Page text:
mgr Mateusz Rogalski

2021-10-07_Rogalski-Mateusz.jpg [1.19 MB] ORCID: 0000-0001-7069-9169

The topic of my dissertation is “Southwestern New England English: An Historical and Modern New England Dialect”.

The principal aim of the researcher’s work is to investigate and define the contemporary status of Southwestern New England English against the broader spectrum of regional dialects located in the Northeastern United States. This is accomplished through linguistic fieldwork conducted both within SWNE – i.e. the region surrounding central Connecticut and western Massachusetts – as well as in the neighboring regions of New England and New York. In order to obtain reliable data on both regional phonological and lexical variables, fieldwork participants are requested to provide demographic information, identify various images, read from a word list and short texts, as well as offer free-speech. Therefore, the study combines both spontaneous speech and carefully-selected phonological tokens for analysis. The studies of American dialectology and sociolinguistics provide the dominate research tools utilized in understanding this modern dialect, whilst a diachronic approach to the interpretation of fieldwork aids final conclusions. In selecting an area of investigation, the current dissertation identifies the lack of systematic research on SWNE English in the decades following Hans Kurath’s seminal research of the 1930s on New England dialect geography. Moreover and despite this deficiency, there are researchers who identify the region as a subgroup of the Inland North – i.e. the dialect region spanning from Upstate New York to include all major American cities along the Great Lakes. Upon the successful completion of fieldwork, the study aims to restore SWNE English to the map of American dialect geography as an integral member of the New England dialect group opposed to that of the Inland North.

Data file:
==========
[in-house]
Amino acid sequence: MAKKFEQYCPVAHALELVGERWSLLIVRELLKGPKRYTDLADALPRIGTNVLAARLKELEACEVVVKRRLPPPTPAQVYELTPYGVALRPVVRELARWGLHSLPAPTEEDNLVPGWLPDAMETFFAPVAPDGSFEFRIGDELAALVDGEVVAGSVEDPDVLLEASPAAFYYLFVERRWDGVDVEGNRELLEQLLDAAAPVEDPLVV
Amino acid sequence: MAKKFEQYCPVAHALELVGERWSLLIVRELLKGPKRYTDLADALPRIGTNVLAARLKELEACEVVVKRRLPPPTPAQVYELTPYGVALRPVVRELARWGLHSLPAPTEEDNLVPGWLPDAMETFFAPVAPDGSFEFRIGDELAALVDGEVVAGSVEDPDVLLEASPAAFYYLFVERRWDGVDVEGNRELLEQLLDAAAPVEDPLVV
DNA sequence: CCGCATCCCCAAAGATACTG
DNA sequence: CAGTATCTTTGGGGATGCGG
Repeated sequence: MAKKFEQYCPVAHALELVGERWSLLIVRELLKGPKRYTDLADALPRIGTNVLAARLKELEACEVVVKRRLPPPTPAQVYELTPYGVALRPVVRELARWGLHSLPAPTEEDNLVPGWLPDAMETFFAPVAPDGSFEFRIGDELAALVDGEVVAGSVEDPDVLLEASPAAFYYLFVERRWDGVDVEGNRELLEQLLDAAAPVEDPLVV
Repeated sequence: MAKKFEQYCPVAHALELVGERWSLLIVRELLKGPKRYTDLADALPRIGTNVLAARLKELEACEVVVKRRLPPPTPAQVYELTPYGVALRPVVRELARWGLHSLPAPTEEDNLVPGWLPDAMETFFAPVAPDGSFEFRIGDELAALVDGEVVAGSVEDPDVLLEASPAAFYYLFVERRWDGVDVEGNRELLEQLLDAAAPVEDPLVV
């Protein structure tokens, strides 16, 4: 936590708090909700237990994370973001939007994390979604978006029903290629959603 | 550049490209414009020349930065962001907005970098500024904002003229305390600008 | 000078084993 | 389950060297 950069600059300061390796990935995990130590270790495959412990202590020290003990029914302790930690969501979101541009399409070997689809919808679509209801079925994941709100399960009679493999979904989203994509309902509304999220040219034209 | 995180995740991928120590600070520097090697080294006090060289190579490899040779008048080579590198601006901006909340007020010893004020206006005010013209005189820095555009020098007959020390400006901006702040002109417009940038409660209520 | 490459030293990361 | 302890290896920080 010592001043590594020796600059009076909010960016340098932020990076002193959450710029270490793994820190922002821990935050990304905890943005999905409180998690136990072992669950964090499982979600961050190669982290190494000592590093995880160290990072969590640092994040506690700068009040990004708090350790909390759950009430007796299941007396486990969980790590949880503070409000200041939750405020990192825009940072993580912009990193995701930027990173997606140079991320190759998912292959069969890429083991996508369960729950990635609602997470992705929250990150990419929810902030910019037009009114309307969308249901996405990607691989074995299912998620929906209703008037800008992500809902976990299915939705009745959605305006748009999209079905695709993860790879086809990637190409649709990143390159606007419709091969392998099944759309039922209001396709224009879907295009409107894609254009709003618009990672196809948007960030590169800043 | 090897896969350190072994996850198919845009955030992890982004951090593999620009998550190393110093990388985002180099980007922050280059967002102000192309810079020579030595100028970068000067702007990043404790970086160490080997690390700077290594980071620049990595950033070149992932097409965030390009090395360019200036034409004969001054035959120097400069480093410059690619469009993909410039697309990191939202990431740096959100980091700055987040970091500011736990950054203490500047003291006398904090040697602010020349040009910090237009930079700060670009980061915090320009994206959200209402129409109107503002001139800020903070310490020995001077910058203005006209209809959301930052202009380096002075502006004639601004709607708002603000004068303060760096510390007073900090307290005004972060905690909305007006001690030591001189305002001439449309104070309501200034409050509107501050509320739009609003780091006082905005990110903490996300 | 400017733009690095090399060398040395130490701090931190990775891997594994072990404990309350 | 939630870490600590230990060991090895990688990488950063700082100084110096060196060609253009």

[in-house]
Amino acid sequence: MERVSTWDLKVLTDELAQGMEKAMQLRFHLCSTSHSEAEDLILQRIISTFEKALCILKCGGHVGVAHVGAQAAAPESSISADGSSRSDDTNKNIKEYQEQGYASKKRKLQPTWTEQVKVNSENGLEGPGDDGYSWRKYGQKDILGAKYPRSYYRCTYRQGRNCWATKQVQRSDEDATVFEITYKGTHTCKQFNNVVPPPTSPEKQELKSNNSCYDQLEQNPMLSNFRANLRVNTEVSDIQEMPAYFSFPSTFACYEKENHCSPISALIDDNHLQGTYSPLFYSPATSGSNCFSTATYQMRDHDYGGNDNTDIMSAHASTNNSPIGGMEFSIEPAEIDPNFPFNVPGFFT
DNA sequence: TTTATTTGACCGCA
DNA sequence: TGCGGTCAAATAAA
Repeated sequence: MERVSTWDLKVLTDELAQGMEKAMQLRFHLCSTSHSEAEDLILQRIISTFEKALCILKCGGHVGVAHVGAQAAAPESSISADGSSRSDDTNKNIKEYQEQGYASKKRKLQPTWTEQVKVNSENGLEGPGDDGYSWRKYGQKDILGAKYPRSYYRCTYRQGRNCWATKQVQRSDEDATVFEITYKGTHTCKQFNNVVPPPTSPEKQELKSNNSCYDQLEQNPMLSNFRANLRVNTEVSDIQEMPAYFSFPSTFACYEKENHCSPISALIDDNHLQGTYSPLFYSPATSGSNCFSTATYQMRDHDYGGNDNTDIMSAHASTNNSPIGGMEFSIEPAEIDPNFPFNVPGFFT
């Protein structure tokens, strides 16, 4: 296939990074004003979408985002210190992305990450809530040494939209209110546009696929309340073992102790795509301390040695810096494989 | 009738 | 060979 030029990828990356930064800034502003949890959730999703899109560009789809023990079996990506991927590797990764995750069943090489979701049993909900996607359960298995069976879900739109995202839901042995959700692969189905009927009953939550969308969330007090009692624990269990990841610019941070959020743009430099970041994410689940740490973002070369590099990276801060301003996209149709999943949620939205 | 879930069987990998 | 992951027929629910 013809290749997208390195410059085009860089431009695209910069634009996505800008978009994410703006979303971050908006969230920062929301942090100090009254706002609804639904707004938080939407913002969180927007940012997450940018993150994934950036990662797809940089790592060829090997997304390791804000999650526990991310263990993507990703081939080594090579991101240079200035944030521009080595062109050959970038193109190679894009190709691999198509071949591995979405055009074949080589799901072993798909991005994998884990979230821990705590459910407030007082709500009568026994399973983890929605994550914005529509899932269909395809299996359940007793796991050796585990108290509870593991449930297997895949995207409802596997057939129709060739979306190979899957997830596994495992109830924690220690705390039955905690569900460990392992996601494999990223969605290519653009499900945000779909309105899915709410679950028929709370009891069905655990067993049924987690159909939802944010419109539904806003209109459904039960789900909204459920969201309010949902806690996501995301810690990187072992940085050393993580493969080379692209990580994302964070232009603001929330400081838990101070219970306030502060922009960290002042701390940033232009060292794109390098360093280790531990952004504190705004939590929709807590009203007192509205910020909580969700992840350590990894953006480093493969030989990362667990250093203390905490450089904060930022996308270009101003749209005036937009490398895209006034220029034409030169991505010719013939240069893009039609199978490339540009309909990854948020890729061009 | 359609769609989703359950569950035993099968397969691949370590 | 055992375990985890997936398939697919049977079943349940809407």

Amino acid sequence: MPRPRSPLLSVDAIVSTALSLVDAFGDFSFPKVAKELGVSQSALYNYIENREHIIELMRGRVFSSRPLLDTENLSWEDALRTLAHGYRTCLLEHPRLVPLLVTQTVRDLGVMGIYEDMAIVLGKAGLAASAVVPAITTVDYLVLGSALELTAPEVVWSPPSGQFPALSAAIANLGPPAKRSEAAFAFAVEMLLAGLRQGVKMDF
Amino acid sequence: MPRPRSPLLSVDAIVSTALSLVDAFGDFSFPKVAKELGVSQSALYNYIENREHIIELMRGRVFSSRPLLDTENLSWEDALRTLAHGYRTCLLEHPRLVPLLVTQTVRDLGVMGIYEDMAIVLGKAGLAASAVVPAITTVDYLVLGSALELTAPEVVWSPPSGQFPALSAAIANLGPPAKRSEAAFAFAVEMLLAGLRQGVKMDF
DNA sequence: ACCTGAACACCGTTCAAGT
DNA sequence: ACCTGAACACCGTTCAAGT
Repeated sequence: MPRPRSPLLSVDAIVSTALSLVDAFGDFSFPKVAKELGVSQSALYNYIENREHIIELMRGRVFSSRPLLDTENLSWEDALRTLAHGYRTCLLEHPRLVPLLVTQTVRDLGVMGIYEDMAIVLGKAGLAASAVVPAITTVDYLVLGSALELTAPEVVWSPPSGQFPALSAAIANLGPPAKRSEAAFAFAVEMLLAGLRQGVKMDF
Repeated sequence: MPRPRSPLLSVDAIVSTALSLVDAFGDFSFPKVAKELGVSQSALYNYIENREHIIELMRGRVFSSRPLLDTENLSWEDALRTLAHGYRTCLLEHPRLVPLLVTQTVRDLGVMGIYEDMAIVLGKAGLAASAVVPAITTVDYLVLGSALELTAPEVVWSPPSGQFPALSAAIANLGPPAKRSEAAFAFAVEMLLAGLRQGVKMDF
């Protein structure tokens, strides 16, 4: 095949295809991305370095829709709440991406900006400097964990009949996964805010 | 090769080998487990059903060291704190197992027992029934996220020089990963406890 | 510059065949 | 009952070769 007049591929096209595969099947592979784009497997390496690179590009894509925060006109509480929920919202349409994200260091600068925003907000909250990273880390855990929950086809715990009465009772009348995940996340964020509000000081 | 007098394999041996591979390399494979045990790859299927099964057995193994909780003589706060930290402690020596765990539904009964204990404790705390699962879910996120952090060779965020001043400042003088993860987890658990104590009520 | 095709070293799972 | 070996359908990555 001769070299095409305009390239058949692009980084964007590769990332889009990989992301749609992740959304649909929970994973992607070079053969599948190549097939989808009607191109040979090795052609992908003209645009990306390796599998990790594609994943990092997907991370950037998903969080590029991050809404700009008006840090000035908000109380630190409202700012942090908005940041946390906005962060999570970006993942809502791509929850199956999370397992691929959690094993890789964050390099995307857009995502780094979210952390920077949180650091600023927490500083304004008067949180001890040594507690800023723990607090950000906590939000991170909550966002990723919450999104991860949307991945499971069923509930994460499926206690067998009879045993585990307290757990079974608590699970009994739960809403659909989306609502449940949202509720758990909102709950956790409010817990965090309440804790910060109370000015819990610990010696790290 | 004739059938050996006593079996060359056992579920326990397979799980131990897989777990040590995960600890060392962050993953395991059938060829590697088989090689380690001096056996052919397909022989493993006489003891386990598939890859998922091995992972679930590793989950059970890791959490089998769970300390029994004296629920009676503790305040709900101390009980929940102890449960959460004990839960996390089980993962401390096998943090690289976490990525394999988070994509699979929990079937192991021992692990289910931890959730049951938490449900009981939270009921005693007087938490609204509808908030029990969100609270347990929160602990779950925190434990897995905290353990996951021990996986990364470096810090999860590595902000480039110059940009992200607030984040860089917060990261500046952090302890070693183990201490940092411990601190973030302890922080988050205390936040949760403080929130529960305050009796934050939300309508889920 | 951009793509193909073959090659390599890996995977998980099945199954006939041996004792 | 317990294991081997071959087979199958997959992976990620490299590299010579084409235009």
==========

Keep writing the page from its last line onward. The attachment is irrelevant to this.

Previously completed undergraduate and graduate research has included diachronic approaches to the Meriden speech community of New Haven County, Connecticut, SWNE, as well as Polonisms, or Polish lexical borrowings, in American English. These earlier studies utilized a comprehensive questionnaire on regional phonology and lexicon in order to provide the groundwork for the present project.